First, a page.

Is it possible to hear normally after a radical mastoidectomy without any hearing aid?

Q. Is it possible to insert a bone-anchored hearing aid during radical mastoidectomy?

Answered by
Dr. Shyam Kalyan. N
and medically reviewed by iCliniq medical review team.
This is a premium question & answer published on Aug 19, 2022

Hello doctor,

When a radical mastoidectomy is performed, does the skin in the ear canal get removed? After the operation, what happens with the hole where the outer ear once was present? Is it possible to hear anything after a radical mastoidectomy (without any hearing aid)? Is it possible to insert a bone-anchored hearing aid during the same operation as radical mastoidectomy? What happens to ear fluid (for example, when you get a cold)? When the middle ear is removed, where will the ear tube end? Kindly suggest.



Welcome to

In radical mastoidectomy, we remove the posterior meatal wall, which is the back wall of the external ear canal. The rest of the canal will be intact. After a few weeks of operation, skin from the external ear canal will grow through the posterior opening into the mastoid and middle ear. The pinna and major part of the ear canal will remain intact. From the outside, you can make out a bigger hole because the posterior meatal wall is lowered. If you put an otoscope into the ear and see you can make out the mastoid cavity, unlike in normal ears where you can see the posterior wall instead. It is possible to hear without a hearing aid after radical mastoidectomy. However, it will be poor. Even a hearing aid may not give good hearing because the eardrum and ossicles are removed in radical mastoidectomy. However, a bone-anchored hearing aid can benefit in such a situation. In radical mastoidectomy, we plug the eustachian tube. The middle ear contents, ossicles, eardrums, etc., are removed. The eustachian tube is plugged with a cartilage piece or fat. All the middle ear mastoid and antrum are exteriorly owed for regular inspection and cleaning. Since the middle ear's mucosa is removed, no ear fluid gets formed. Over time skin grows over the area, and wax can result. I hope this helps.

Thank you.

Hello doctor,

Thank you for the response. How much will the conductive hearing loss be if we remove the eardrums and let the outer and middle ears remain intact? Do you know how much hearing loss will be there in decibels? What will the sound that comes into the ear hear like? Will the hearing loss be similar to fluid in the middle ear? Have any patients with this condition described the sound as muffled, like having cotton in the ear? If one removes the eardrums by surgery, is there any risk that the hearing nerve will be affected? Is there a risk for more rapid ear infections if the eardrums are removed? Is it, for example, possible to take a shower or go for a swim, or is that a risk? Kindly help.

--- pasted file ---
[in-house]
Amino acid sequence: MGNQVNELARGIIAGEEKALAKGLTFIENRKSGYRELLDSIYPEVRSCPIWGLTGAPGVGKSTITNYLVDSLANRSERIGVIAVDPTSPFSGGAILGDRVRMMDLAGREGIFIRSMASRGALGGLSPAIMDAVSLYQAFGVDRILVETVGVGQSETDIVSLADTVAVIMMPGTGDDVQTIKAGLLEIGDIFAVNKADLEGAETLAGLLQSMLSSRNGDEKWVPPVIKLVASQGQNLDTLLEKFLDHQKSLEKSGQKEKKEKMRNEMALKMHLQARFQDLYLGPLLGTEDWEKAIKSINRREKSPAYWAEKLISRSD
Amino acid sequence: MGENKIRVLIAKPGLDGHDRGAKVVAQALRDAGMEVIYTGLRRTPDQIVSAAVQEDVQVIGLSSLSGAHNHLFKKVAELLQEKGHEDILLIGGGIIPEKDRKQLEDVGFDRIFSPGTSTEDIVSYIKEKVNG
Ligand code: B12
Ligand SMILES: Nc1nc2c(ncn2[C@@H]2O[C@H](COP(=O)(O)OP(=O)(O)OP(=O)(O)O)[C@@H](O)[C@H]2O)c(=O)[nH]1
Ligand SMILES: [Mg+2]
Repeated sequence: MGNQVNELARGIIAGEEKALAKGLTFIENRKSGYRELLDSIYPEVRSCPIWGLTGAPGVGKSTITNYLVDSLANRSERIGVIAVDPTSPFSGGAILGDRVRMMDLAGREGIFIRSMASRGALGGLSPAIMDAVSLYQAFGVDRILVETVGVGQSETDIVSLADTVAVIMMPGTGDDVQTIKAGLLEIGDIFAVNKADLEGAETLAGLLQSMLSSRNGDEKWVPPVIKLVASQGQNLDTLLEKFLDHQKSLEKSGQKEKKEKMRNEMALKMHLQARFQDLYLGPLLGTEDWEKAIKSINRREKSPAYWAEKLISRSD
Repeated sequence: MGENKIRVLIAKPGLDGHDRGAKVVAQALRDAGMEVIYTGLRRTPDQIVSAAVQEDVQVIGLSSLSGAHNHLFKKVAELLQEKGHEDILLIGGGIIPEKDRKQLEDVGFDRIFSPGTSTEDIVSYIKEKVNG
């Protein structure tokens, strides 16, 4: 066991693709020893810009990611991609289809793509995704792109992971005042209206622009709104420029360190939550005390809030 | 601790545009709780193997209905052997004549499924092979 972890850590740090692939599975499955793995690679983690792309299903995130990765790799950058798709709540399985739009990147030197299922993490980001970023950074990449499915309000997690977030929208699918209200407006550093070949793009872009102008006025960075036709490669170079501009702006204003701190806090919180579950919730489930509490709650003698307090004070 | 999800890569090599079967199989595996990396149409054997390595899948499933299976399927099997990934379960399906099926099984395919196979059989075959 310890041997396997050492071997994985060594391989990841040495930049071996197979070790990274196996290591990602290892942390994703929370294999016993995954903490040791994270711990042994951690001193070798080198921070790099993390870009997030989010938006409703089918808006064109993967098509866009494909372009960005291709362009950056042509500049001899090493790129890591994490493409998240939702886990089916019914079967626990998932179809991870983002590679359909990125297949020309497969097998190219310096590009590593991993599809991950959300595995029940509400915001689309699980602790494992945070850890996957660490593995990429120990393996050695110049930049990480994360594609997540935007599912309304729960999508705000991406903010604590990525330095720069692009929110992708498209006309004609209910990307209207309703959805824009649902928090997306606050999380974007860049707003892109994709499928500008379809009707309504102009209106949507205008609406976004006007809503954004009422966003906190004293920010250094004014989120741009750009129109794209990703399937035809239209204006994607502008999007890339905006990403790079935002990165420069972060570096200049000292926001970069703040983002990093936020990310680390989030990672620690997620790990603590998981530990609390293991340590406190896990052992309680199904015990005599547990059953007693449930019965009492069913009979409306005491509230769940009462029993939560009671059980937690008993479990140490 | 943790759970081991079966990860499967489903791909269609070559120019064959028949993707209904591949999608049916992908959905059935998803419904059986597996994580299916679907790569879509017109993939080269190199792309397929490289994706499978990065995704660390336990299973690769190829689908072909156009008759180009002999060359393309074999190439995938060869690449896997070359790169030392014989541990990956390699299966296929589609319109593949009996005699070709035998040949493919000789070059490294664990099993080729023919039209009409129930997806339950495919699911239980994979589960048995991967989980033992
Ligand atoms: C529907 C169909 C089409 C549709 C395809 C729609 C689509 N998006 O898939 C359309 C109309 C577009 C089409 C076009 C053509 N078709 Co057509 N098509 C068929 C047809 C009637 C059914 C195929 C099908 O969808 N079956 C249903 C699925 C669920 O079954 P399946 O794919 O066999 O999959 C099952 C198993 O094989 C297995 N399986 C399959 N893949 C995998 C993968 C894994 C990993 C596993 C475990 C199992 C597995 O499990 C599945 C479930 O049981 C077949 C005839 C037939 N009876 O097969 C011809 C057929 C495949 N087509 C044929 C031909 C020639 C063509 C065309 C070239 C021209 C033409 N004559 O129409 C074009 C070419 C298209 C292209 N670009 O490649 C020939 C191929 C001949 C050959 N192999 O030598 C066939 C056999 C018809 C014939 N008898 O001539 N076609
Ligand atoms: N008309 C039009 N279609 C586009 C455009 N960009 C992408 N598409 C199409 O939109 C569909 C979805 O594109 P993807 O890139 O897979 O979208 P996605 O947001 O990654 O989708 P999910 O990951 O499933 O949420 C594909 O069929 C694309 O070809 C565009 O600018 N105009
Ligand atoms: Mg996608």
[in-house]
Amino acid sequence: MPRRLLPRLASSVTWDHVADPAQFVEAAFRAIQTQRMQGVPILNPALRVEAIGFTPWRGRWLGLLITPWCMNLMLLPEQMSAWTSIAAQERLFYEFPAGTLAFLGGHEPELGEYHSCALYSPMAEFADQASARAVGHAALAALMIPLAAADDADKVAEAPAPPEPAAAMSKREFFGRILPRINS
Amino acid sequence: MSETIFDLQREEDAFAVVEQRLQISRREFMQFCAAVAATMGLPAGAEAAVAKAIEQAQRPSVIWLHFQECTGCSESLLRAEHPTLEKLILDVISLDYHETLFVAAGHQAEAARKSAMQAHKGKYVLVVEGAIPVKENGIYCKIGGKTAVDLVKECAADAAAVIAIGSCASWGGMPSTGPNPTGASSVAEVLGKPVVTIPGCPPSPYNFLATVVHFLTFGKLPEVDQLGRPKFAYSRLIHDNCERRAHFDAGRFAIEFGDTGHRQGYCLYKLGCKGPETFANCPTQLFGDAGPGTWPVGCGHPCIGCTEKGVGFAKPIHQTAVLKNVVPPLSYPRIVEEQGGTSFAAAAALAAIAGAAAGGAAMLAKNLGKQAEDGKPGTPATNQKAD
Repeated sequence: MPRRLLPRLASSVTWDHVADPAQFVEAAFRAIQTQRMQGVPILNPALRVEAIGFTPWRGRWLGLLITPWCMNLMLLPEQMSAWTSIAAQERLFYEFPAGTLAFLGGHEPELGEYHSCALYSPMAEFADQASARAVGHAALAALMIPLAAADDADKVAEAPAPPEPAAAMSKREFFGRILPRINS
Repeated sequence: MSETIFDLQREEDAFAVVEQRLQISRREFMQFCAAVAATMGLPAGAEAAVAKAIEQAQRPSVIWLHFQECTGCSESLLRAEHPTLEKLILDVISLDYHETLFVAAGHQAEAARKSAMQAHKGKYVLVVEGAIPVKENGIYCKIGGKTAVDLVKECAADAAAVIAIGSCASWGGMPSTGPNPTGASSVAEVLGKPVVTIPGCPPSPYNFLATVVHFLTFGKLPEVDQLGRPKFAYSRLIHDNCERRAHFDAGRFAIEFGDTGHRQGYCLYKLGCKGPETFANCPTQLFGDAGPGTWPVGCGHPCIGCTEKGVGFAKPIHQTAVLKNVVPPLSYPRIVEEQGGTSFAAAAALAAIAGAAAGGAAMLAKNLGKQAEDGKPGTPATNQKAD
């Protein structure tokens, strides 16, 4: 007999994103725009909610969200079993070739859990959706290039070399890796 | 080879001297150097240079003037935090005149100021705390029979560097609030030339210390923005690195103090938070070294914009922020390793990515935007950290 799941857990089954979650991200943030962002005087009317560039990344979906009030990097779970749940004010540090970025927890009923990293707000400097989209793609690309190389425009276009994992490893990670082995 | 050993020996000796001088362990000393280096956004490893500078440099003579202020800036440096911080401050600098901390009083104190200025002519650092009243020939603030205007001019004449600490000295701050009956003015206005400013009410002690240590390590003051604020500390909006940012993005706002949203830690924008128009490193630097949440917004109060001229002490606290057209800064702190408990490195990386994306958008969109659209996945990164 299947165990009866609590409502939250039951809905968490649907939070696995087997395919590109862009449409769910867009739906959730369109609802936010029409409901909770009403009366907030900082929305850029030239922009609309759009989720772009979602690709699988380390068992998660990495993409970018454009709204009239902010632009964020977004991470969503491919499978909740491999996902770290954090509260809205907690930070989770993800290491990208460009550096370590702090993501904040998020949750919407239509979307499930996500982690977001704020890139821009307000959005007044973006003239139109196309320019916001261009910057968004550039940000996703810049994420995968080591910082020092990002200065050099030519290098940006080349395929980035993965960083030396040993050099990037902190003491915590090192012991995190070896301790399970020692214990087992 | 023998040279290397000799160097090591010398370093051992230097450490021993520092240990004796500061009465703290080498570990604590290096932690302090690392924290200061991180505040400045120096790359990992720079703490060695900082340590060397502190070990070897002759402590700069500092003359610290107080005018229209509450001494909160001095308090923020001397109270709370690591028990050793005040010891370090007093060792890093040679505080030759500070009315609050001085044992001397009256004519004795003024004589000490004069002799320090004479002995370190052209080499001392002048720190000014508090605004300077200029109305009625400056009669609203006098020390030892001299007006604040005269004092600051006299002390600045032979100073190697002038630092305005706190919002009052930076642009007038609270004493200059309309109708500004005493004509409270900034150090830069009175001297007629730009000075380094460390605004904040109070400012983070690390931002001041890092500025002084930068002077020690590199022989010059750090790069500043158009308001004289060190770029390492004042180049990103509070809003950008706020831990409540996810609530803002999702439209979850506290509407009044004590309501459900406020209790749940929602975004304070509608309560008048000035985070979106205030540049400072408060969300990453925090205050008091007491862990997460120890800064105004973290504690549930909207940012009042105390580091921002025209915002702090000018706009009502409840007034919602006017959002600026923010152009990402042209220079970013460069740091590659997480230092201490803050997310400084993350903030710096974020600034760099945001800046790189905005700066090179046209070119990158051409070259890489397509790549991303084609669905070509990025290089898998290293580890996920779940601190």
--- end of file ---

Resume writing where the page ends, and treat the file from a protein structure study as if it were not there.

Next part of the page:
Welcome back to

When there is no eardrum, and outer and middle ears are intact, the hearing loss would be 40 decibels. Depending on the size of the ear drum perforation,n the hearing loss will be from 10 to 40 dB, and if the drum is not present, it should result in 40 dB. The sound that comes to the ear will not be similar to the muffled sounds one hears when fluid is in the middle ear. Instead, it will be a normal sound, but the threshold for hearing will be 40 dB. The person can hear from that particular ear only if the sound intensity is more than 40 dB. I never had any patient with big perforation describing the sounds they hear as muffled. But they often hear some ringing noises, which is attributed to the perforated drum. When the eardrum is removed surgically, the patient will experience the following in addition to the hearing loss discussed above.

1. The conductive hearing loss over time and with aging can progress into nerve-related hearing loss due to decreased stimulation of the nerve due to the hearing loss. If we perform a tympanoplasty and give a fresh eardrum to the patient, this can be prevented, and the hearing loss is bridged. But this possibility is after long periods, say a few decades.

2. Since the middle ear is not protected by an eardrum, water will enter while swimming and bathing. Consequently, the middle ear mucosa has a high chance of getting infected, and the ear can start discharging. The infection can further decrease hearing loss, dizziness, earache, fullness, etc. Repeated infection in the middle ear can cause complications that can be serious. Sometimes the infection can develop into a cholesteatoma which tends to eat away bones and progress into the skull. However, one can wear an ear plug to prevent water entry. I hope this answers your doubts.

Thank you.

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